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11.3: Tide Classification

  • Page ID
    4460
  • With so many variables playing a role in the production of tides, it is understandable that not every place on Earth will experience exactly the same tidal conditions. There are three primary classifications for tides, depending on the number and relative heights of tidal cycles per day.

    A diurnal tide consists of only one high tide and one low tide per day (Figure \(\PageIndex{1}\)). “Diurnal” refers to a daily occurrence, so a situation where there is only one complete tidal cycle per day is considered a diurnal tide. Diurnal tides are common in the Gulf of Mexico, along the west coast of Alaska, and in parts of Southeast Asia.

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    Figure \(\PageIndex{1}\) A diurnal tide, with one high and one low tide per day (By NOAA [Public domain], via Wikimedia Commons).

    A semidiurnal tide exhibits two high and two low tides each day, with both highs and both lows of toughly equal height (Figure \(\PageIndex{2}\)). “Semidiurnal” means “half of a day”; one tidal cycle takes half of a day, therefore there are two complete cycles per day. Semidiurnal tides are common along the east coasts of North America and Australia, the west coast of Africa, and most of Europe.

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    Figure \(\PageIndex{2}\) A semi-diurnal tide, with two high and two low tides per day, each of roughly equal heights (By NOAA [Public domain], via Wikimedia Commons).

    Mixed semidiurnal tides (or mixed tides), have two high tides and two low tides per day, but the heights of each tide differs; the two high tides are of different heights, as are the two low tides (Figure \(\PageIndex{3}\)). The differences in height may be the result of amphidromic circulation, the angle of the moon, or any of the other variables discussed in section 11.2. Mixed semidiurnal tides are found along the Pacific coast of North America.

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    Figure \(\PageIndex{3}\) A mixed semi-diurnal tide, with two high and two low tides per day, each with a different height (By NOAA [Public domain], via Wikimedia Commons).

    Figure \(\PageIndex{4}\) shows the distribution of the various tide types throughout the world.

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    Figure \(\PageIndex{4}\) Global distribution of the different types of tides (By KVDP (Own work) [Public domain], via Wikimedia Commons).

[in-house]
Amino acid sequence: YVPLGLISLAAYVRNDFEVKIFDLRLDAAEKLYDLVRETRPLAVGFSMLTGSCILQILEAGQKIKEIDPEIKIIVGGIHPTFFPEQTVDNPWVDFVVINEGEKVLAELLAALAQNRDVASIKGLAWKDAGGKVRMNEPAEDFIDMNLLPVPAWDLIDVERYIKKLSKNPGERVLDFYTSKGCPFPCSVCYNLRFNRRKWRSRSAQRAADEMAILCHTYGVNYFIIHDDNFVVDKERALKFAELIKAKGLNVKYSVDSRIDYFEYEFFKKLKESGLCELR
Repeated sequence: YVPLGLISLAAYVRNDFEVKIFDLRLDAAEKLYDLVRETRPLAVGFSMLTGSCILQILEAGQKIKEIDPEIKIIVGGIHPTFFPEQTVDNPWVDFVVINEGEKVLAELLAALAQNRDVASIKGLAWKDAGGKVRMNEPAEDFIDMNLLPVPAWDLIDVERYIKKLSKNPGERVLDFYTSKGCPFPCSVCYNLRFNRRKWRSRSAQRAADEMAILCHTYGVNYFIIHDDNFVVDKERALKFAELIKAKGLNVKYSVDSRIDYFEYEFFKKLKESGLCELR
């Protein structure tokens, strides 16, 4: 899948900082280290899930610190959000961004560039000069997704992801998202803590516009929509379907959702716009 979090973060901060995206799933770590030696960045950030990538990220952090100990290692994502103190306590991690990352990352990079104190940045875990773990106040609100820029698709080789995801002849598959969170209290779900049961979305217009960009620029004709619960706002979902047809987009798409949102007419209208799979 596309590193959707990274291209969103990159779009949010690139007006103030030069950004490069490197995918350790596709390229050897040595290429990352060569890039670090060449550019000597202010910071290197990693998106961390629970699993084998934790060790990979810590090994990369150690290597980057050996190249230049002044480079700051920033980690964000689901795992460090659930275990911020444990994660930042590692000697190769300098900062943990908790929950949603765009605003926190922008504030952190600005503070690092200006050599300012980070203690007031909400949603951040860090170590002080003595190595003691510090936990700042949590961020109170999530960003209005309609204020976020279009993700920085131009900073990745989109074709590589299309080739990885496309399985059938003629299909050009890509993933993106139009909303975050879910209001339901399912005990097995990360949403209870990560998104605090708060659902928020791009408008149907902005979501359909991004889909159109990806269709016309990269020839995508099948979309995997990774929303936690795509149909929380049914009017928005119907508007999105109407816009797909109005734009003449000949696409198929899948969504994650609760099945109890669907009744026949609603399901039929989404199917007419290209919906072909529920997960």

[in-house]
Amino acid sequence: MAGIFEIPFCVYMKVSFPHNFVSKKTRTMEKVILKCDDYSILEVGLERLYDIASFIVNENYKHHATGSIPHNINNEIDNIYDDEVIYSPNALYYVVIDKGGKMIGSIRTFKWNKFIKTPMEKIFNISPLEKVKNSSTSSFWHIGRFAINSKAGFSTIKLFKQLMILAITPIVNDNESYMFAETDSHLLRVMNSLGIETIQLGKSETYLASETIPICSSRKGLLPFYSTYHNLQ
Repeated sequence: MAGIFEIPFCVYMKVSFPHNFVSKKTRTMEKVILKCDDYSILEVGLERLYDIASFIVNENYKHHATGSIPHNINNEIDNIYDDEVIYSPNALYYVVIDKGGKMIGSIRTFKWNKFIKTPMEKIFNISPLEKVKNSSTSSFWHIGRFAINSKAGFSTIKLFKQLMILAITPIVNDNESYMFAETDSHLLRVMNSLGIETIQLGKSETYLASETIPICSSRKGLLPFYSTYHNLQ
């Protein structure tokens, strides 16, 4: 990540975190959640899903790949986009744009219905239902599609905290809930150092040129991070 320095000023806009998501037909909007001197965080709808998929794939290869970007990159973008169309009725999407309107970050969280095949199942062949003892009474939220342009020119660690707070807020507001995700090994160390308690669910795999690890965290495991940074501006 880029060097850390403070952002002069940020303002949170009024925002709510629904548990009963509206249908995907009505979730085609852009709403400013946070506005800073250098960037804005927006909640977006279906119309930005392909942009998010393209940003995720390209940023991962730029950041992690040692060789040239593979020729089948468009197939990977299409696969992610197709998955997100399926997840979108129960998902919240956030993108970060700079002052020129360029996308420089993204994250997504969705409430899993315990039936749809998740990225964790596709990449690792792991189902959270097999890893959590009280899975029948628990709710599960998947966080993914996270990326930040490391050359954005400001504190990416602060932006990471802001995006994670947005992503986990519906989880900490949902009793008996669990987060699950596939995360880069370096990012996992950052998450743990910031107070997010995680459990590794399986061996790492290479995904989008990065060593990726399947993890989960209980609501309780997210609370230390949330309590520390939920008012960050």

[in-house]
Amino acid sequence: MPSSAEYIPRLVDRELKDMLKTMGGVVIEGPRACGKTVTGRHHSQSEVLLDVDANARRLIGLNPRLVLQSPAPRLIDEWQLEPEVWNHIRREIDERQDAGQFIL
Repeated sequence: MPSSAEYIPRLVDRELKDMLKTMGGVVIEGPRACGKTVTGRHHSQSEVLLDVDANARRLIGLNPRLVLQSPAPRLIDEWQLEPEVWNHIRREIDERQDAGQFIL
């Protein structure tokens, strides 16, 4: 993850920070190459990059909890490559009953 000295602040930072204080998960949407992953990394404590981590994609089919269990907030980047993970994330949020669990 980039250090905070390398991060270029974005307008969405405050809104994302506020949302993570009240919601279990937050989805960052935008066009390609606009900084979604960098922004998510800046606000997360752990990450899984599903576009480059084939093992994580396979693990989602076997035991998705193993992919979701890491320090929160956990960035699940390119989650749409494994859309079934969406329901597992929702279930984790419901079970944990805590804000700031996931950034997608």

Tidal Currents

    The movement of water with the rising and falling tide creates tidal currents. As the tide rises, water flows into an area, creating a flood current. As the tide falls and water flows out an ebb current is created. Slack water, or slack tides occur during the transition between incoming high and outgoing low tides, when there is no net water movement.

    The strength of a tidal current depends on the volume of water that enters and exits with each tidal cycle (the tidal volume or tidal prism), and the area through which the water flows. A large tidal volume moving through a large area may create only a weak tidal current, as the volume is spread over a wide area. On the other hand, a narrow area may produce a strong tidal current even if the tidal volume is small, as all of the water is forced through a small area. It follows that the strongest tidal currents will result from a large tidal range moving through a narrow area.

    Tidal bores occur where rivers meet the ocean. If the incoming tidal current is stronger than the river outflow, the tidal bore appears as a wave, or moving wall of water that moves up the river as the tide comes in (Figure \(\PageIndex{5}\)).

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    Figure \(\PageIndex{5}\) A tidal bore near Silverdale in the United Kingdom (Arnold Price [CC BY-SA 2.0], via Wikimedia Commons).

    In many cases these tidal bores may move through a river or inlet for many kilometers, and if they are large enough they can form continually breaking waves that surfers can ride much farther and longer than a traditional ocean wave, such as the Severn Bore in England, shown in the video below.

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    A YouTube element has been excluded from this version of the text. You can view it online here: https://rwu.pressbooks.pub/webboceanography/?p=347


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